Real Deal #17
Today’s Real Deal was dealt by Jerry Helms.
While there are some 11-counts I would open, South’s isn’t one of them. Yes, there are two 10’s but the hand is very jacky and flat and ugly. After South and West pass, North has a routine 1 opening. East shouldn’t even think of overcalling 2 (lousy suit, lousy hand and vulnerable to boot!).
What should South respond? He could raise diamonds (showing a limit raise). However, his hand looks very notrumpy to me. I’d better stop adding “y” to all these words—my spell-checker is rejecting everything so far this month. South doesn’t really have everything stopped, but his hand looks so flat and notrump looks more to the point than diamonds. How many notrump should South bid? One notrump would show 6-10. Possibly South should downgrade his hand and make that call. If he is more optimistic, he can bid 2NT. If he were an unpassed hand, that 2NT response could be ambiguous. Some players treat it as 11-12 invitational, while others play it as 13+ forcing (I happen to recommend the former). It is a matter of partnership agreement. As a passed hand, which South is, there can be no ambiguity. The jump to 2NT must show more than 6-10, but less than an opening bid. Since I open most 12 counts, I’d say the range for 2NT by a passed hand is 11 to 11. That’s a narrow range!
North doesn’t really have enough to go to game (he knows there are 23 HCP combined). He passes and 2NT is the final contract.
West makes his normal lead from his longest and strongest suit. Playing “Standard” the lead is the 5 (4th best). Dummy plays low and third hand plays high (the 10) and declarer wins the jack.
In notrump, declarer should count winners. South now has 3 heart tricks to go with the 2 top spades. That’s only 5 fast winners. By knocking out the A, he can develop 4 more tricks. Notrump contracts are a battle of timing and stoppers. When South knocks out the A, he has to hope the opponents can’t cash enough tricks to set him. From South’s point of view, he has no choice but to play on diamonds. Cashing his 5 top tricks and then playing diamonds later will be too helpful to the defense. Maybe by playing diamonds right away, the defense will lose its way. Maybe they won’t be able to signal for a club switch. Maybe clubs will split 4-3, in which case declarer will still make his contract (losing only 4 clubs and the A). On a good day, clubs could be blocked (picture one defender with king-queen doubleton).
So, declarer wins the J and starts the diamonds from hand. West should duck the first round (second-hand low), but he has to win the second round. Meanwhile, he is unable to get a signal from his partner (in “standard” carding, all East can do is play hi-lo in diamonds to indicate that he started with an even number of diamonds). When West takes his A, what should his thinking be?
From the first trick, he knows the entire heart layout. He knows his partner has 107 doubleton. How’s that? Third hand has to play high, so when declarer’s jack won the trick, West knew declarer also had the AK. What about the 7? If declarer had AKJ7 in hearts, he would have responded 1 (not 2NT). So, declarer has exactly AKJ in hearts.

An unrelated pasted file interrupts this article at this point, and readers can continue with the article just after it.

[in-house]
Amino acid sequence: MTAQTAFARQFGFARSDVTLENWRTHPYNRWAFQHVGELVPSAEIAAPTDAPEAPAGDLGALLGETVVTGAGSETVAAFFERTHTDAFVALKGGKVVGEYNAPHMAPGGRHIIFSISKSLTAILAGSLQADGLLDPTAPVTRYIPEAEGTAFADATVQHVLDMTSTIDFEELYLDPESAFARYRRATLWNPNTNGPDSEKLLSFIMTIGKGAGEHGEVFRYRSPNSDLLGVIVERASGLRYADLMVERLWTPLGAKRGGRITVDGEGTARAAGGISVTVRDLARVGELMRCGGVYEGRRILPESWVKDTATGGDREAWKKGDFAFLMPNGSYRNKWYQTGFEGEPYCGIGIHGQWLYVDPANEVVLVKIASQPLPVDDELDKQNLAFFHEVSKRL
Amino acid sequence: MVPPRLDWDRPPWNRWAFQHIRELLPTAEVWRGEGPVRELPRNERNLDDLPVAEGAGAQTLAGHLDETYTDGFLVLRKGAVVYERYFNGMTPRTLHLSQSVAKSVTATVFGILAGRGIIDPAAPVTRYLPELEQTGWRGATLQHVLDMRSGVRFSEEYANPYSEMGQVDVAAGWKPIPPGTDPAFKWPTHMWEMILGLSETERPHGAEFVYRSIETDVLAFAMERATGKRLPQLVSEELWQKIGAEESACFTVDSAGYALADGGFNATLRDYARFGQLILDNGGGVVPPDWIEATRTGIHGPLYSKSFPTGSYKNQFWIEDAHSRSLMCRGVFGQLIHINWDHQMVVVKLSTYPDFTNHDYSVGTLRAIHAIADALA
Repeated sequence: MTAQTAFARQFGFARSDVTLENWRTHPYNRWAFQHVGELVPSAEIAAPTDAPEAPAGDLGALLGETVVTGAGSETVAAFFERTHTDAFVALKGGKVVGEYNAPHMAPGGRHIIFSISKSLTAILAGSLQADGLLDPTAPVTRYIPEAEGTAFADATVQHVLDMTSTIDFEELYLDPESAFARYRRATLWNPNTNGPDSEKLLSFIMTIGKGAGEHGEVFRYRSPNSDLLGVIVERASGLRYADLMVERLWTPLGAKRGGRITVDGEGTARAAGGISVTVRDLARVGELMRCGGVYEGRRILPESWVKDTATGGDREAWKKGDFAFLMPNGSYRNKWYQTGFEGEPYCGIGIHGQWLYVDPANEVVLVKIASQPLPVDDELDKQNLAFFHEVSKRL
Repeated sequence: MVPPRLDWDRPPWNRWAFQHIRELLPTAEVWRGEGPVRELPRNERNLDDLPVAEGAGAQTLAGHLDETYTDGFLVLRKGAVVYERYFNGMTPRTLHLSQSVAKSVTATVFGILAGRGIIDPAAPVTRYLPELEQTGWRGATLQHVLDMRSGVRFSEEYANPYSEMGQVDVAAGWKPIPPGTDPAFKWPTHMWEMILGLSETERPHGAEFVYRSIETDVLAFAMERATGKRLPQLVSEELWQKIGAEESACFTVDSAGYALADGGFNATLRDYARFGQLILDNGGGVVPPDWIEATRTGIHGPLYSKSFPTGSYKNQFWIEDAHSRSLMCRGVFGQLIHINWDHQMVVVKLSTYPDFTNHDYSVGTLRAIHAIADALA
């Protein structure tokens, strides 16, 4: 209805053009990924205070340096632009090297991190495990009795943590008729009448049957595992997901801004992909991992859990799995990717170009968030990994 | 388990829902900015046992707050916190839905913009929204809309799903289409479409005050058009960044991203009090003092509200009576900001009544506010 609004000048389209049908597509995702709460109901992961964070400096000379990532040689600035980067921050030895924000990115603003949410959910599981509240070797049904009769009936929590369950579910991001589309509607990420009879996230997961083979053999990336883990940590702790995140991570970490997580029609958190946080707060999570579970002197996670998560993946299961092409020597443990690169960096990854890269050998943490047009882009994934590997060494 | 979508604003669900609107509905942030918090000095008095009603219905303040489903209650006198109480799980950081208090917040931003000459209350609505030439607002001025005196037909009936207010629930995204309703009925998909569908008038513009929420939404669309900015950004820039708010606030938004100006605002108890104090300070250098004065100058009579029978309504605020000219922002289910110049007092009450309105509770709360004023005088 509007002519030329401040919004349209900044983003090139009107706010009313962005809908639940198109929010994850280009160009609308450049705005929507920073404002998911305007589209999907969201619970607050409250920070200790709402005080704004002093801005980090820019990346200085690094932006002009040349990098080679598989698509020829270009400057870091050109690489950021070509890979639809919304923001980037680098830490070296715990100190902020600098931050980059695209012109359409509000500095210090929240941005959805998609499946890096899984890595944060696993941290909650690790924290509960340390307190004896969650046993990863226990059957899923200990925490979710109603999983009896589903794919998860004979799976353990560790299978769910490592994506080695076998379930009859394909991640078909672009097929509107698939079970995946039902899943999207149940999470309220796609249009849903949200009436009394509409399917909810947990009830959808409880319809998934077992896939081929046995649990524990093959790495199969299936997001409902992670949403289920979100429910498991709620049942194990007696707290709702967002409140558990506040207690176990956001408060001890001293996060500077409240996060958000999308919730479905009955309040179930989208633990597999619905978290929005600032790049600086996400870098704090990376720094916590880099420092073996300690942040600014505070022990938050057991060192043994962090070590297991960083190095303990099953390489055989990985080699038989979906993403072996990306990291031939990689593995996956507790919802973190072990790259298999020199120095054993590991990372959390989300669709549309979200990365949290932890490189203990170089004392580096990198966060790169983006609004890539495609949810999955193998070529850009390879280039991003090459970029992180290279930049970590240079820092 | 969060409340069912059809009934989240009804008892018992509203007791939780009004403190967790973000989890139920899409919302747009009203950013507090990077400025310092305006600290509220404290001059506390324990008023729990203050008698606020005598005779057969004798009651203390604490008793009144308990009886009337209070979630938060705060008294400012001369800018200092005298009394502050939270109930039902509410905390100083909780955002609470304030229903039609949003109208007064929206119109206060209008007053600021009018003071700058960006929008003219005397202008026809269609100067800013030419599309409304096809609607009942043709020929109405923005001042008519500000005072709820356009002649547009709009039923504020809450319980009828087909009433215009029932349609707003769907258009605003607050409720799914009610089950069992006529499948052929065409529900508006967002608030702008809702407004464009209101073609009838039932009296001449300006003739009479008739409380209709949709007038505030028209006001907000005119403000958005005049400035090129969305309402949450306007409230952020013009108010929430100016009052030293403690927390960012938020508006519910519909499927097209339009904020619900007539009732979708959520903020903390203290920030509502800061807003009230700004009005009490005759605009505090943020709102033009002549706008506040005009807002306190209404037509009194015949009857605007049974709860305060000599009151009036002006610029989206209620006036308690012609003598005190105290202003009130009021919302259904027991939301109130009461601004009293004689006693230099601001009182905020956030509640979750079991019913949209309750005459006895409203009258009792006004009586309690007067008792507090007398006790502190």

How about tricks? It sure appears that in addition to the AKJ of hearts and dummy’s AK of spades that declarer has 4 diamond tricks in all. That means declarer has at least 9 tricks. If West makes a passive return (such as a heart or a spade), declarer will soon claim those 9 tricks. What does declarer have in the way of HCP? West knows of 8 points in hearts and it looks like declarer also has the J for 9. That doesn’t leave much in the black suits. In fact, West’s partner is likely to hold very strong clubs. Declarer can’t have much in that suit. Accordingly, an attacking (aggressive) switch is called for.
West switches to the K. I can picture East smiling, but the way he shows his pleasure is to signal encouragement. Playing standard signals East plays a high one, the 8 to say: “Come on partner—more clubs—I like it.” West continues clubs and East enjoys taking all of his clubs to set the contract one trick.
1) Do not open ugly flat 11-counts, especially vulnerable.
2) Make sure you know how your partnership plays a 2NT response to a minor-suit opening.
3) As a passed hand, a jump response of 2NT shows approximately 11 HCP and denies a 4-card major.
4) On defense, after partner plays 3rd-hand high to your lead against notrump, try to picture declarer’s holding in that suit.
5) On defense, decide if you should be passive or aggressive. When declarer has enough tricks for his contract, consider an aggressive shift.
6) **For Advanced players** -- Declarer could have made it tougher on the defense. If he sacrifices a trick by winning trick one with a higher heart (not the jack), look what illusion he creates. When the 10 forces the ace (or king), West will place his partner with the J. This might seduce him into continuing hearts when he wins his A.